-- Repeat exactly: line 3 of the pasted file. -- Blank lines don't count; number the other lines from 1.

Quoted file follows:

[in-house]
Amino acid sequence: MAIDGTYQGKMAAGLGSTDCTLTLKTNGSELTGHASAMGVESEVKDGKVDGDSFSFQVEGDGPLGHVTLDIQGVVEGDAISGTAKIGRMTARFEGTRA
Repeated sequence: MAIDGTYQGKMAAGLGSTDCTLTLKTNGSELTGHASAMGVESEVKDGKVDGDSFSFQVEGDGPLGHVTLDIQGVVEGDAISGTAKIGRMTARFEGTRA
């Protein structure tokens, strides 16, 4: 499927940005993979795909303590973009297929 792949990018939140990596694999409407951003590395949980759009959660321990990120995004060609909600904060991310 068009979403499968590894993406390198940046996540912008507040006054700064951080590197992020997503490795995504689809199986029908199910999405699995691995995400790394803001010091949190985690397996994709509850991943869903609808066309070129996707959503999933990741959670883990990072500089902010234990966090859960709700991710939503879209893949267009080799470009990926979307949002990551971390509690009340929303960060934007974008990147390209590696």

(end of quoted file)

Repeated sequence: MAIDGTYQGKMAAGLGSTDCTLTLKTNGSELTGHASAMGVESEVKDGKVDGDSFSFQVEGDGPLGHVTLDIQGVVEGDAISGTAKIGRMTARFEGTRA